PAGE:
On Cyber Skills and Parenting
Should parents keep trying to limit kids’ screen time?
Irina Raicu is the director of the Internet Ethics program at the Markkula Center for Applied Ethics at Santa Clara University. Views are her own.
The headline was striking: “Let them play: kids glued to phones could save UK, ex-spy chief says.” Earlier this week, Reuters reported on an op-ed published in The Telegraph by Robert Hannigan, the former director of GCHQ, in which he argued that parents should stop trying to limit their kids’ exposure to screens because ultimately that exposure would improve the population’s much-needed “cyber skills.” At first, I had hoped that the Reuters story might have taken statements out of context, or missed a tongue-in-cheek tone (especially since one of Hannigan’s lines read “Your poor parenting may be helping [the kids] and saving the country"). But no—the op-ed was serious.
The argument that we should leave kids glued to screens in order to improve security (economic and/or cyber-) treats security as some kind of abstract good while ignoring the people in need of that security—or, rather, by ignoring the research that shows the impact of excessive screen-time on children and adolescents’ lives.
Here, for example, is what the American Academy of Pediatrics said in the Fall of 2016, as it adjusted its prior guidance on the subject of screen time for young kids in light of “new research and new habits”: First, for babies under 18 months, the AAP still argues that no screen-time is best; for toddlers up to 2, the advice is to avoid “all solo media use” (as opposed to media use that also involves interaction with other people in the room); for preschoolers up to 5, an hour a day of quality screen time is the maximum recommended (but the organization notes that here, too, “caregivers should take part in screen time,” and cautions that many apps aimed at kids don’t provide “quality” screen time).
More strikingly, a recent article in The Atlantic, by Jean Twenge, a researcher who studies generational differences, looks at teenagers and screens—and offers somber conclusions:
The aim of generational study … is not to succumb to nostalgia for the way things used to be; it’s to understand how they are now. Some generational changes are positive, some are negative, and many are both. More comfortable in their bedrooms than in a car or at a party, today’s teens are physically safer than teens have ever been. They’re markedly less likely to get into a car accident and, having less of a taste for alcohol than their predecessors, are less susceptible to drinking’s attendant ills.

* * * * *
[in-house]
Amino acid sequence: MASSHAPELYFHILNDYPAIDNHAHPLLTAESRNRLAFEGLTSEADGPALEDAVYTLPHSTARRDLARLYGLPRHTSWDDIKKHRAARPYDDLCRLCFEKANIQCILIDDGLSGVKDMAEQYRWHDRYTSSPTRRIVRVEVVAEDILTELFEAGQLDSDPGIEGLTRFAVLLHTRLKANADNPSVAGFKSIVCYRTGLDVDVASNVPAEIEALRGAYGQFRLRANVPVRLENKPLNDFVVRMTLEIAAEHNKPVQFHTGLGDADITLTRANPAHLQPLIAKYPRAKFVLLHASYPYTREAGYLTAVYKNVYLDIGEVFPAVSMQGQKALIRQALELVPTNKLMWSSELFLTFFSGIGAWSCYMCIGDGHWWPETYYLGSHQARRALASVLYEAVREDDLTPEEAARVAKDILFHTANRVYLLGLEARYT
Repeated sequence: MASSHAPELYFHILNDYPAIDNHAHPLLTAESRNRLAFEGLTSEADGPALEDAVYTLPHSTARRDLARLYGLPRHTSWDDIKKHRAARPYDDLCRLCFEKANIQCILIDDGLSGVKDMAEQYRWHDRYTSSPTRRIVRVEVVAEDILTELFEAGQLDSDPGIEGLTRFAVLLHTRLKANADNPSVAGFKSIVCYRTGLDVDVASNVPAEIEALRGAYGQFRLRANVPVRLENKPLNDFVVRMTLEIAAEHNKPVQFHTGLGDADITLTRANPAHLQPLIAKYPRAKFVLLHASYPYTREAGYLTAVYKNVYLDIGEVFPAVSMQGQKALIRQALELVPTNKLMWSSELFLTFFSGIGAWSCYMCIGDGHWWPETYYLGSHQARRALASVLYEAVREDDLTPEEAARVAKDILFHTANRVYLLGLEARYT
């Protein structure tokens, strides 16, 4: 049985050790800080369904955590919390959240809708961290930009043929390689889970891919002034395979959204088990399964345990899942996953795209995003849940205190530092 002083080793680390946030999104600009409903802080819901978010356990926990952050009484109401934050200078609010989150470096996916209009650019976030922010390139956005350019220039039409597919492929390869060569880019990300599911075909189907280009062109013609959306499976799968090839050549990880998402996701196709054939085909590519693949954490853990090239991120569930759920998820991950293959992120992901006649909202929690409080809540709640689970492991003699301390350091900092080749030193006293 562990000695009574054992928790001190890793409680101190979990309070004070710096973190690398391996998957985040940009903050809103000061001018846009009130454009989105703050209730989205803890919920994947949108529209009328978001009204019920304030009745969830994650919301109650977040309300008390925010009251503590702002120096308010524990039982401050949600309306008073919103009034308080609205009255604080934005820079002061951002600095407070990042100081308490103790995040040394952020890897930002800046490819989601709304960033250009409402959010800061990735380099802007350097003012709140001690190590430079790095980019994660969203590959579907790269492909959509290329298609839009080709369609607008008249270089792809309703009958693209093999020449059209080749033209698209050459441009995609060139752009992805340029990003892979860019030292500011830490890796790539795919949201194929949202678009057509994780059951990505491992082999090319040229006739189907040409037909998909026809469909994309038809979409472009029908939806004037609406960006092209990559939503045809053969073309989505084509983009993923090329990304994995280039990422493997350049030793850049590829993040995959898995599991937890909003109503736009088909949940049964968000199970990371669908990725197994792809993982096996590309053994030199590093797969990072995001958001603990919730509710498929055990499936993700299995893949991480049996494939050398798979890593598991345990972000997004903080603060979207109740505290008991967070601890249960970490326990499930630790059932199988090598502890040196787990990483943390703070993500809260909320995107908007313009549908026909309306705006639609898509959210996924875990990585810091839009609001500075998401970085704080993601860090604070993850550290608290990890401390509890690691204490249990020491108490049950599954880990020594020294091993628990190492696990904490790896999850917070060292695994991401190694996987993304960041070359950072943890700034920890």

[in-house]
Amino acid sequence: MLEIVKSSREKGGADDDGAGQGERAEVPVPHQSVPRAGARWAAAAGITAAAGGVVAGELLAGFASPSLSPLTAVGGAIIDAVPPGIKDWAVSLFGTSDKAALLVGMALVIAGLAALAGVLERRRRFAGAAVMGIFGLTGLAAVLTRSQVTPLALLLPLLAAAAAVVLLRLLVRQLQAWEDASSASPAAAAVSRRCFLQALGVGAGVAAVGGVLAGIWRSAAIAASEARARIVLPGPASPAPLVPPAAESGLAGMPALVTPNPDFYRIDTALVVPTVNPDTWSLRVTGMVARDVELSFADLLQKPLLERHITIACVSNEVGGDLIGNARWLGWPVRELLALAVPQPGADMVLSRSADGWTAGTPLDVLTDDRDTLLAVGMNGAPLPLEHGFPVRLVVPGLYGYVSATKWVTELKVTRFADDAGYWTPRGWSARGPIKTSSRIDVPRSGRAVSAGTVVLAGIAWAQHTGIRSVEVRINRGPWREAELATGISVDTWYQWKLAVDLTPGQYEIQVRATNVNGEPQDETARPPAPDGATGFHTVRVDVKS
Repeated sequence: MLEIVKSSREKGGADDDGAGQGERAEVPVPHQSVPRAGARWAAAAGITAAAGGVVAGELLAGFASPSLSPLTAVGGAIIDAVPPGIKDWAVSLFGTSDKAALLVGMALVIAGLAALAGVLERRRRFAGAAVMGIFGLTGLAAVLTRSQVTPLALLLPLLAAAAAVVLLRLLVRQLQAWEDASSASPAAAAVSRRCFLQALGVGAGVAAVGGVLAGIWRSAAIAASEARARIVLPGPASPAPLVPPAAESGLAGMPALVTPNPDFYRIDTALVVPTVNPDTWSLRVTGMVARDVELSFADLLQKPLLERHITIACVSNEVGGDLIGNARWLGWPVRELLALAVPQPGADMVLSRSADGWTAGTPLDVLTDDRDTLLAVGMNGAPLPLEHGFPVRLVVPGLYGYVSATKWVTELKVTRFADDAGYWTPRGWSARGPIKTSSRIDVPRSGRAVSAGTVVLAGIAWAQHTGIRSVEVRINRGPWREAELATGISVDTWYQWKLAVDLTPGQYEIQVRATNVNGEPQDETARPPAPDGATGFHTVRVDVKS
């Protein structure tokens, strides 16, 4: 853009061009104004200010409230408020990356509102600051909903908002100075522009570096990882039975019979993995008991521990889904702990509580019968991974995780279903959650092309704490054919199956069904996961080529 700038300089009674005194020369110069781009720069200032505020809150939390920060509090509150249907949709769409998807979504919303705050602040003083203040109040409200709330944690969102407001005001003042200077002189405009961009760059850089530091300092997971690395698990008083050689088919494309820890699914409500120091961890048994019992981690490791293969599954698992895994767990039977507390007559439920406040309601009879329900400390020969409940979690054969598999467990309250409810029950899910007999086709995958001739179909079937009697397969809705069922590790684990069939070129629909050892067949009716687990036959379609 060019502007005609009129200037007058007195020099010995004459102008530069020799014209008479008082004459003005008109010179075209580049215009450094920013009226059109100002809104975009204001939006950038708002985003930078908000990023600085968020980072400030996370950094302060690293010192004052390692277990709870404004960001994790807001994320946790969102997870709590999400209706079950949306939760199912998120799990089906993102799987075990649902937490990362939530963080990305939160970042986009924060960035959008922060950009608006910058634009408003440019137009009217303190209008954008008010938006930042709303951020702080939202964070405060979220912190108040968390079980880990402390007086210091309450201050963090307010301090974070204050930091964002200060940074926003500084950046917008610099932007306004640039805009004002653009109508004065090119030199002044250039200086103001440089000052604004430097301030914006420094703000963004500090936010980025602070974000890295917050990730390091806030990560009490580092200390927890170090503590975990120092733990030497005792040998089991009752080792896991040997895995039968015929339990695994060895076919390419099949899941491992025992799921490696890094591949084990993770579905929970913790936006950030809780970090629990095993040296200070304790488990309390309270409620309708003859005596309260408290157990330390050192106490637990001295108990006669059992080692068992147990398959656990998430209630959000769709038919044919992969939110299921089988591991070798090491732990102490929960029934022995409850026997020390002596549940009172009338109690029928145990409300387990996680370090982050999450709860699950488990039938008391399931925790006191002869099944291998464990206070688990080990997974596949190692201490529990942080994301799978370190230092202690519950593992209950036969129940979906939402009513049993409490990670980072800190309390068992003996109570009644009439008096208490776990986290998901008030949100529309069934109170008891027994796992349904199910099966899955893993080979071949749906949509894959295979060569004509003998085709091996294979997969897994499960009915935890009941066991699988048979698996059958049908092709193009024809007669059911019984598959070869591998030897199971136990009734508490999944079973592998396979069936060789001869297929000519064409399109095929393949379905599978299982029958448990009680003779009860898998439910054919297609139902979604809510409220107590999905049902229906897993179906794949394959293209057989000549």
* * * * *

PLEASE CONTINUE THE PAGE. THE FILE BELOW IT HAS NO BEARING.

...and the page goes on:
Psychologically, however, they are more vulnerable than Millennials were: Rates of teen depression and suicide have skyrocketed since 2011. It’s not an exaggeration to describe iGen as being on the brink of the worst mental-health crisis in decades. Much of this deterioration can be traced to their phones.
She cautions that “no single factor ever defines a generation,” but states that “there is compelling evidence that the devices we’ve placed in young people’s hands are having profound effects on their lives—and making them seriously unhappy.”
Later in the article, she adds,
The Monitoring the Future survey, funded by the National Institute on Drug Abuse and designed to be nationally representative, has asked 12th-graders more than 1,000 questions every year since 1975 and queried eighth- and 10th-graders since 1991. The survey asks teens how happy they are and also how much of their leisure time they spend on various activities, including nonscreen activities such as in-person social interaction and exercise, and, in recent years, screen activities such as using social media, texting, and browsing the web. The results could not be clearer: Teens who spend more time than average on screen activities are more likely to be unhappy, and those who spend more time than average on nonscreen activities are more likely to be happy.
… Of course, these analyses don’t unequivocally prove that screen time causes unhappiness; it’s possible that unhappy teens spend more time online. But recent research suggests that screen time, in particular social-media use, does indeed cause unhappiness.”
Either way, given these findings, what should responsible parents do, if they care about their kids’ well-being?
In his op-ed, the ex-GCHQ director argues that the UK “lacks the broad ‘cyber skills’ needed now, never mind in the next 20 years,” and needs “young people who have been allowed to behave like engineers: to explore, break things and put them together. Arguably,” he writes,